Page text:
Wednesday, April 3, 2013

Pilots Show Similar Mental Health Outcomes no Matter What Type of Aircraft They Fly

One might think that flying a jet over enemy territory presents a greater risk to a pilot's mental health than sitting in a darkened room watching a video screen. Or one might have heard recent news reports suggesting that the pilots of remotely piloted aircraft—popularly known as “drones”—are more stressed than their airborne counterparts.

To try to resolve that conundrum, Jean Otto, Dr.P.H., M.P.H., and Air Force Capt. Bryant Webber, M.D., compared adjusted rates of 12 mental health outcomes among all drone pilots (n=709) and all manned-aircraft pilots (n=5,256) who served in the U.S. Air Force from 2003 to 2011.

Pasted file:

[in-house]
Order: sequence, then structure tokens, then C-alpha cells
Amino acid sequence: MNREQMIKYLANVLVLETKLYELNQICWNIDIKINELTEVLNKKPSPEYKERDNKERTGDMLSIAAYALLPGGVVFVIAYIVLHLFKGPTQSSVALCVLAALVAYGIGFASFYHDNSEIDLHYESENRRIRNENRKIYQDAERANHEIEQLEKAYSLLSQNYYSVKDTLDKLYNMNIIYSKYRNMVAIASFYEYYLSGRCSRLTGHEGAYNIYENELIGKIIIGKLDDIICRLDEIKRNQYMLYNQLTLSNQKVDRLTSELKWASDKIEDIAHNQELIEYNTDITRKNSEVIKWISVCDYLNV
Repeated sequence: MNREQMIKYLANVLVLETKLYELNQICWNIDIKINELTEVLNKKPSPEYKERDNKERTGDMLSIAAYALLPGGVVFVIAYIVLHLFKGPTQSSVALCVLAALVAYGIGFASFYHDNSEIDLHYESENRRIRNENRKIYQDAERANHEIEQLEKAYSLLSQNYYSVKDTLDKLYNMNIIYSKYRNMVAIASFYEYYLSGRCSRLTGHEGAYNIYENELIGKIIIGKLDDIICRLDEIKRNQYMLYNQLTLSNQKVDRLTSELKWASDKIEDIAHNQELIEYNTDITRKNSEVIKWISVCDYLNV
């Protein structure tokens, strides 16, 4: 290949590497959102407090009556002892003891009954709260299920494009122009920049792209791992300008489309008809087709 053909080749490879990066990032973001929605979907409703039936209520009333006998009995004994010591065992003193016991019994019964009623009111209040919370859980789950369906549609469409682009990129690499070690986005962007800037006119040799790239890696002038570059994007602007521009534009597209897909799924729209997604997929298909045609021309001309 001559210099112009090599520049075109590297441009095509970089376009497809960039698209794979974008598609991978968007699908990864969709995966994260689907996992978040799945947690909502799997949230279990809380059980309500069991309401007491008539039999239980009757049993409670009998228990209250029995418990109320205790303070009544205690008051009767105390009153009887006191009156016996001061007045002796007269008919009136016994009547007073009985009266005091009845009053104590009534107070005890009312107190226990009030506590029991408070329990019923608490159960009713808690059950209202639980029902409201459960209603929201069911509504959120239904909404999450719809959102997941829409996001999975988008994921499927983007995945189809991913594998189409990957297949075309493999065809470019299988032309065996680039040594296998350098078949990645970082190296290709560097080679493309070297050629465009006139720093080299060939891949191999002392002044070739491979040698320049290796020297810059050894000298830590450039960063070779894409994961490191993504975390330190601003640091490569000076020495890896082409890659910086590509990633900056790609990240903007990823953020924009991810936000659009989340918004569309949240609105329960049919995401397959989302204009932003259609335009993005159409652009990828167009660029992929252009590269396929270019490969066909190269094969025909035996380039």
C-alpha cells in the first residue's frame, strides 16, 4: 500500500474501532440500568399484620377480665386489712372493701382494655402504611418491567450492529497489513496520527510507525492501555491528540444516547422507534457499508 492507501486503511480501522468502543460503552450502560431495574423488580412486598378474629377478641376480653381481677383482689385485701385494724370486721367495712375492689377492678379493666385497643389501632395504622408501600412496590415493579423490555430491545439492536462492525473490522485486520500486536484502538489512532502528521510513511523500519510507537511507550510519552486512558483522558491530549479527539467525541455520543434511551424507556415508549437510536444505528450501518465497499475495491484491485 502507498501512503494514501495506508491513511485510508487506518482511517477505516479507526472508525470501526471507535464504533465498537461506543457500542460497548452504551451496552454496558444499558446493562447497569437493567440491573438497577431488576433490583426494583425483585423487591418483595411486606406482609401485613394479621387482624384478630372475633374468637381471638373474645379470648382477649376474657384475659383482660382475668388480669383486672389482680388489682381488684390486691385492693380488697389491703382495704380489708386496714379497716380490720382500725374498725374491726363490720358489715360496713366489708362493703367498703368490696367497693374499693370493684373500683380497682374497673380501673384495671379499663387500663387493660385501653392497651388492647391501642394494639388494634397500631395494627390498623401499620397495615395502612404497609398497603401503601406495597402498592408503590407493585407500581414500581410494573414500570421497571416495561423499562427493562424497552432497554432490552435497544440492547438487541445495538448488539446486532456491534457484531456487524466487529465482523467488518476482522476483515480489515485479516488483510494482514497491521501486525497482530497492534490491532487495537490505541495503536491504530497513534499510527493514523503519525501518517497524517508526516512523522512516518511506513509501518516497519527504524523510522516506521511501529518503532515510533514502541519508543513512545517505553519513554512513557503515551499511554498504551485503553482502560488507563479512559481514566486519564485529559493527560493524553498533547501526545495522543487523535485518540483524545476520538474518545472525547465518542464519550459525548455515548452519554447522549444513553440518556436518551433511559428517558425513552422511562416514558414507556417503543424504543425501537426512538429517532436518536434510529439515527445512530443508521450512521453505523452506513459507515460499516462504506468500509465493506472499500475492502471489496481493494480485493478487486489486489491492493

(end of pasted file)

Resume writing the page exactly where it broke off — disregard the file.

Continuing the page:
Piloting aircraft is piloting aircraft, they found. “There was no significant difference in the rates of mental health diagnoses, including posttraumatic stress disorder, depressive disorders, and anxiety disorders between” drone and manned-aircraft pilots, said the researchers in the March Medical Surveillance Monthly Report. In addition, unadjusted incidence rates for any mental health outcomes were lower among both groups of pilots than among Air Force members overall, they said.

“Military policymakers and clinicians should recognize that [remotely piloted aircraft] and [manned aircraft] pilots have similar mental health risk profiles,” they concluded.

Psychiatric News has provided extensive coverage of military mental health issues. To read recent articles, click here and here.

(Image: Micha Rosenwirth/


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